WhatsApp, one of the most popular instant messaging platforms on the planet, has rolled out a new feature in select markets that makes it easier for users to verify whether the assertions made in messages they have received on the app are true.
The Facebook -owned service has enabled users in Brazil, Italy, Ireland, Mexico, Spain, UK, and US to click on a magnifying glass-shaped icon next to frequently forwarded messages — those that have been forwarded at least five times — to search the web for their contents and verify them.
WhatsApp said the new feature, called ‘search the web’, works by allowing users to upload the text message via their browser. This means that WhatsApp itself never sees the content of any message, it said in a blog post.
The feature, available across WhatsApp’s Android, iOS, and Web apps, is in pilot stage, the messaging platform said. It remains unclear how soon WhatsApp intends to roll out this feature, which it began testing several months ago, to users across the globe.
But regardless, the new feature comes at a time when WhatsApp and other messaging platforms are being used more often than ever before as people stay in touch with their friends, families, and colleagues at the height of a global pandemic.
WhatsApp, which has been forced to confront with the spread of misinformation challenge on its platform in recent years, has introduced several features and imposed restrictions to better control the flow in the past year.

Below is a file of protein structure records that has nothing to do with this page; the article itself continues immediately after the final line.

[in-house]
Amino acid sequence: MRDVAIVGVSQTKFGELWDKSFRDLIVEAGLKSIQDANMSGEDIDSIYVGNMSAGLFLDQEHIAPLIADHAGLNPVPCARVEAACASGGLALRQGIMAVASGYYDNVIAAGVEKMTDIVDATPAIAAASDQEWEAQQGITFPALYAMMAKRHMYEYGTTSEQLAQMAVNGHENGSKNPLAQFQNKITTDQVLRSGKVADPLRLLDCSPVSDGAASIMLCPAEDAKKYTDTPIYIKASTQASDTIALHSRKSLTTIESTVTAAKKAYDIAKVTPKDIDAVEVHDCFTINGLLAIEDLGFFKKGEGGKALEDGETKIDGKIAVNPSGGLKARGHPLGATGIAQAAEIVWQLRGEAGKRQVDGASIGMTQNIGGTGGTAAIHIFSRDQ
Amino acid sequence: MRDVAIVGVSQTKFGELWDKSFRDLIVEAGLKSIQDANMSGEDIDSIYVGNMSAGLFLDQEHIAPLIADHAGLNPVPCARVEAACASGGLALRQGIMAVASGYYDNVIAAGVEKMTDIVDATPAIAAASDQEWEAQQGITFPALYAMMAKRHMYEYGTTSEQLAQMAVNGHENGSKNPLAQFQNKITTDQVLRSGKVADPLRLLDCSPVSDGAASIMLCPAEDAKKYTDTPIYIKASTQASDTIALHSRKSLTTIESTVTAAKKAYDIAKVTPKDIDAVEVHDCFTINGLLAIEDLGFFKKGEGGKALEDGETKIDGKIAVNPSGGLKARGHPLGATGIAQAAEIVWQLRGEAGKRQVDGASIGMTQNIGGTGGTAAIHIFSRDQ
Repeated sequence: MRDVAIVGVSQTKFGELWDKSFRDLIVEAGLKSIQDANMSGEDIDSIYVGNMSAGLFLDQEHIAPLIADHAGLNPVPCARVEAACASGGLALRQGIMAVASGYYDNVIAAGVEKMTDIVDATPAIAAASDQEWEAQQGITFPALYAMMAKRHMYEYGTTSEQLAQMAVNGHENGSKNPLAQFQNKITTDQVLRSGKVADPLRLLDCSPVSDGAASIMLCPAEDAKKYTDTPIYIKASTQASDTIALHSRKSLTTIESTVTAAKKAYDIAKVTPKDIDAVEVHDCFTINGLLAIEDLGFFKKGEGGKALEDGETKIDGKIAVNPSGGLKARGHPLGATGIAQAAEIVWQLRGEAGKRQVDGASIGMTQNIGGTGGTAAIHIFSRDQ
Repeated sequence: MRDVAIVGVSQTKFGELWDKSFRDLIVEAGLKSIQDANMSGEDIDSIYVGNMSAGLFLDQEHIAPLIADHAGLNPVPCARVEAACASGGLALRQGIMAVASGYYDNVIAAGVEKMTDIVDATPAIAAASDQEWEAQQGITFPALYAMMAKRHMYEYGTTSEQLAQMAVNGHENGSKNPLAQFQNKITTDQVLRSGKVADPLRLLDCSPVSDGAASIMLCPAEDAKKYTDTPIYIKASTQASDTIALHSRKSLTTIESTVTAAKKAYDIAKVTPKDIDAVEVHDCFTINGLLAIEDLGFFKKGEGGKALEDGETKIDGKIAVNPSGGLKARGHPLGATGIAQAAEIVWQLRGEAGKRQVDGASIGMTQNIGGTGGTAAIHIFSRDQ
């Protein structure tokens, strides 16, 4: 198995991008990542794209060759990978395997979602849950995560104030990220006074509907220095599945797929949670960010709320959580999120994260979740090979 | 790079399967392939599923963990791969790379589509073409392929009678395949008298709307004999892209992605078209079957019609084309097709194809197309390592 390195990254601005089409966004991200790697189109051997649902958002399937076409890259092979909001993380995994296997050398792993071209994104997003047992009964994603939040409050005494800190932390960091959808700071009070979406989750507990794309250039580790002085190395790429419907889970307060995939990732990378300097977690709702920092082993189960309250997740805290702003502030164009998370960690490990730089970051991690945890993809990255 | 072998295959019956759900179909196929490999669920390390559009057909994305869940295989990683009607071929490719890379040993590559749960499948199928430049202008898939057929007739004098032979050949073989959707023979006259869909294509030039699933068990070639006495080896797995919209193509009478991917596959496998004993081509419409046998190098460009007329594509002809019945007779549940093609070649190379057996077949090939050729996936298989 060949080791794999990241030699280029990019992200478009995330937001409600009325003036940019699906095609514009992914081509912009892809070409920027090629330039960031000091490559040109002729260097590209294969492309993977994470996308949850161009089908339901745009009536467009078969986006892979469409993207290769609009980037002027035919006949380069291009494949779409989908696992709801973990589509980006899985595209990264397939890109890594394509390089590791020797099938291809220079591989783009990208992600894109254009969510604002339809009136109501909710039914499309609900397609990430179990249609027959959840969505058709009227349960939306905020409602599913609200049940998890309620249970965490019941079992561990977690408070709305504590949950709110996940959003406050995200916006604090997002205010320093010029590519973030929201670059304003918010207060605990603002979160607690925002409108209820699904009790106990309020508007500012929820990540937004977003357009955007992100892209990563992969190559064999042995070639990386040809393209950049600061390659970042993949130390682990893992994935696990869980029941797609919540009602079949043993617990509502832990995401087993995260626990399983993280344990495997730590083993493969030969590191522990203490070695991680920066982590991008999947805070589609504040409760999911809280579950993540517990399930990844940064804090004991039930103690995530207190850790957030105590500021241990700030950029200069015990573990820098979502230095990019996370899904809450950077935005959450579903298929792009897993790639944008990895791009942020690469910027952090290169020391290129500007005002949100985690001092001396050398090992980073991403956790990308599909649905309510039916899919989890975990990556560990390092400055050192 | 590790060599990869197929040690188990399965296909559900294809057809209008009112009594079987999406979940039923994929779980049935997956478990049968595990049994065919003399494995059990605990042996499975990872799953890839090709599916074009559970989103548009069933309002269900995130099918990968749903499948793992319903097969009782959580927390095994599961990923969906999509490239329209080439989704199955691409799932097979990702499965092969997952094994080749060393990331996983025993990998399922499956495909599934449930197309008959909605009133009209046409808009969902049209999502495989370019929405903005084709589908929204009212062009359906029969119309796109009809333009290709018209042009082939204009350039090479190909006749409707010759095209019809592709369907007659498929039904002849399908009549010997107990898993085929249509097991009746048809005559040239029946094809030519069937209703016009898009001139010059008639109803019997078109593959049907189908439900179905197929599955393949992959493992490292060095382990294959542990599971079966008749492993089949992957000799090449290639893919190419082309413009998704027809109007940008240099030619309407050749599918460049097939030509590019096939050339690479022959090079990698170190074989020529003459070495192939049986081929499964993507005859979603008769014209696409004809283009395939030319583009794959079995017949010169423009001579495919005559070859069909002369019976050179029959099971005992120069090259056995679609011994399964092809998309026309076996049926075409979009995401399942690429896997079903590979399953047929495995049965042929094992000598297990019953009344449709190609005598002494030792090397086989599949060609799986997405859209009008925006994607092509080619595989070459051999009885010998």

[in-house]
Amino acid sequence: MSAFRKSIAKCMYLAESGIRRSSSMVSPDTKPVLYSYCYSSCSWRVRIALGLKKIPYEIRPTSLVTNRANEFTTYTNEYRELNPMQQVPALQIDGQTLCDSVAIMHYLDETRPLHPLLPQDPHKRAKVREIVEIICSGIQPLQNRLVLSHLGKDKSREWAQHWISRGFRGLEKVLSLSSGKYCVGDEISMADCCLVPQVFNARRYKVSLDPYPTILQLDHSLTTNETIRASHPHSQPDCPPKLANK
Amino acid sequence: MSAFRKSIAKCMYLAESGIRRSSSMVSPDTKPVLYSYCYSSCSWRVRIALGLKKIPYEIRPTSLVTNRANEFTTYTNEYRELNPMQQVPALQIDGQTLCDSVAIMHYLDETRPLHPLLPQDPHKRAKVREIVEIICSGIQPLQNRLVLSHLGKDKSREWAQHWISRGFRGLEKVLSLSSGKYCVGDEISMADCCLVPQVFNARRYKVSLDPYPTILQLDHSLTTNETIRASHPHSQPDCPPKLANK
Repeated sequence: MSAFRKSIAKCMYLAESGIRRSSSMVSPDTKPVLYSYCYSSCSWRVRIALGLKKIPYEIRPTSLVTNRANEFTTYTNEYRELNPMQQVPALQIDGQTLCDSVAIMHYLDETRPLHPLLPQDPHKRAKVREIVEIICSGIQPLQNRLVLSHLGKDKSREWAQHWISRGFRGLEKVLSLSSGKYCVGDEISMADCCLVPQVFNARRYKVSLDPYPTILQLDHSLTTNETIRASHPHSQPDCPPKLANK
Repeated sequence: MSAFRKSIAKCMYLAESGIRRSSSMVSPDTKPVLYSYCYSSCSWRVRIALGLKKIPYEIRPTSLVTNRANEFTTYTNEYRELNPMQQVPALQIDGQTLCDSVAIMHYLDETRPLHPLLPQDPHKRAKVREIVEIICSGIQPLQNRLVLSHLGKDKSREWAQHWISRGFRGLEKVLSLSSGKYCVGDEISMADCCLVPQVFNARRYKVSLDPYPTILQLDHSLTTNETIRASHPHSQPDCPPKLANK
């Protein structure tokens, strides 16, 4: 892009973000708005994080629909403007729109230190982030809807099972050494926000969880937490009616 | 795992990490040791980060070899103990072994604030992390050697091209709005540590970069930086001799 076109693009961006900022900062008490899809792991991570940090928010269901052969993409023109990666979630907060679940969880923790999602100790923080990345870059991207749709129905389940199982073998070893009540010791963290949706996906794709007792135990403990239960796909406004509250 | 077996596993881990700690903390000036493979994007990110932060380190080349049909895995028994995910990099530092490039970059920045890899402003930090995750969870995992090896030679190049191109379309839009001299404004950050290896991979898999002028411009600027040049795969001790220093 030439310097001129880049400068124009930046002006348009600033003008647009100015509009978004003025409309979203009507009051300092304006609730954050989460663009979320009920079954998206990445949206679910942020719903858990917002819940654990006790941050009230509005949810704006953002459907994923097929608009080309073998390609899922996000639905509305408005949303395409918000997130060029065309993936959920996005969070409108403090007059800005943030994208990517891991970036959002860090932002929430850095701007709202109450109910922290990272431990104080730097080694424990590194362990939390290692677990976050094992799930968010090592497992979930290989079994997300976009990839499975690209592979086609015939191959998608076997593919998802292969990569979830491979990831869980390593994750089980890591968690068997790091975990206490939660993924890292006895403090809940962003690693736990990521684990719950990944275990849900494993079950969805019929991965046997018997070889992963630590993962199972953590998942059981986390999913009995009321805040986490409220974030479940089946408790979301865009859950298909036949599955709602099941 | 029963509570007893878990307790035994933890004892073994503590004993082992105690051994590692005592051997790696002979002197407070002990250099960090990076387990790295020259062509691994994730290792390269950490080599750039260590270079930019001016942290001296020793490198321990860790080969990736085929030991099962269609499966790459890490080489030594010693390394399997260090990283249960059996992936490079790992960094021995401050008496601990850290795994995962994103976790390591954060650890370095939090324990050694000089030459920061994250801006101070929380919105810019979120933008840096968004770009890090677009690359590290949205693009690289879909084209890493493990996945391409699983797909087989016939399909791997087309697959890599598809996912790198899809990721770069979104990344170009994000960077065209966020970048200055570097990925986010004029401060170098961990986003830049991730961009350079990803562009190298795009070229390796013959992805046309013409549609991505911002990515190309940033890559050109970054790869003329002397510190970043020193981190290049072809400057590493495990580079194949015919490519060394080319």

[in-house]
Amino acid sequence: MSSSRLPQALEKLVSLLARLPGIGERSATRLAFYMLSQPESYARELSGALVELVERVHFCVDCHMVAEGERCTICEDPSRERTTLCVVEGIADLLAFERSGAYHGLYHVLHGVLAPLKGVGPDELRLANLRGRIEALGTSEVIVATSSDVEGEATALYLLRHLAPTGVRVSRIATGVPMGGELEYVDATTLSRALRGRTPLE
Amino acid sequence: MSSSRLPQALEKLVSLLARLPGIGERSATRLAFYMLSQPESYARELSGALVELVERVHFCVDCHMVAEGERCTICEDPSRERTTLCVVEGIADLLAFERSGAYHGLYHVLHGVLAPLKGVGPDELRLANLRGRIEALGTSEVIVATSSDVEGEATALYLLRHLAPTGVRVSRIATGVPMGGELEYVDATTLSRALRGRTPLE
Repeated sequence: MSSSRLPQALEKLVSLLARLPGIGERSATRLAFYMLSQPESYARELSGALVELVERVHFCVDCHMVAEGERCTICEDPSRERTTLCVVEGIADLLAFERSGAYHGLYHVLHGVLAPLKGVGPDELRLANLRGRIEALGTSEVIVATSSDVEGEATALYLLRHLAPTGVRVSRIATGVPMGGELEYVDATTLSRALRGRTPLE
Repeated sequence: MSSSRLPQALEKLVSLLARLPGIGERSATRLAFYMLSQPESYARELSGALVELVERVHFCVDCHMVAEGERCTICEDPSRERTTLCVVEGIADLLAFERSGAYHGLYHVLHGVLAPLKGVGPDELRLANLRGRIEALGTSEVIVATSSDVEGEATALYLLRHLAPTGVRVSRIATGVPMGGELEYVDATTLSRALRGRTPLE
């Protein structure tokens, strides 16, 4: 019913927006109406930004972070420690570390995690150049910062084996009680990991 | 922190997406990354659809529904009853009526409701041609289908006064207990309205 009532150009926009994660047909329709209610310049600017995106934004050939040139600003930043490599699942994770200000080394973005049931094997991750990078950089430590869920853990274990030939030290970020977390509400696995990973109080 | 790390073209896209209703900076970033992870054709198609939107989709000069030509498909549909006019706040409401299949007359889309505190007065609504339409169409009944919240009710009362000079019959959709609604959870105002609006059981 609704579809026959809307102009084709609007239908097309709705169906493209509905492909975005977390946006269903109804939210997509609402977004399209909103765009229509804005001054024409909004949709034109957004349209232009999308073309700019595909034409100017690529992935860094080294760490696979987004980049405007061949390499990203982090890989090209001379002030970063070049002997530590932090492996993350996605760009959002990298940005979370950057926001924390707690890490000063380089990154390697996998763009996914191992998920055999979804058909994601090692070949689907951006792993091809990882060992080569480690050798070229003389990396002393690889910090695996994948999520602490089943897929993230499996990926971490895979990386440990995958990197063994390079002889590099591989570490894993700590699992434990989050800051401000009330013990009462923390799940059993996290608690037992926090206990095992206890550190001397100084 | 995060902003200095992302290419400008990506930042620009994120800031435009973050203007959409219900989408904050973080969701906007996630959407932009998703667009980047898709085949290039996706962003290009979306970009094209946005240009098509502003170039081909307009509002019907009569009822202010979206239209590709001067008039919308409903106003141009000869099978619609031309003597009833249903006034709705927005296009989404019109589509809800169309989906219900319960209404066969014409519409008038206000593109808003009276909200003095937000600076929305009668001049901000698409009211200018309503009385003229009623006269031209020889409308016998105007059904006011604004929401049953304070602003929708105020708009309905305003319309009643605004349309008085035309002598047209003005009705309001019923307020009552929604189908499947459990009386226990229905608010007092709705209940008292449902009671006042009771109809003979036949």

In April, WhatsApp put in place additional restriction on how frequently a message could be shared on its platform. WhatsApp said that any message that has been forwarded five or more times will now face a new limit that will prevent a user from forwarding it to more than one chat (contact) at a time. Weeks later, volume of “highly forwarded” messages had already dropped by 70% globally, it claimed.
WhatsApp has also partnered with several fact-checking organizations across the globe to help people verify claims made in viral messages.
Though WhatsApp has visibly rushed to take timely actions in recent quarters, misinformation has not vanished from the app. Ill-informed explanations about several of Indian government’s recent decisions and “cures” of Covid-19 were still doing rounds on the platform a few months ago in India, its biggest market, for instance.
There’s only so much a tech firm can do to fight human stupidity.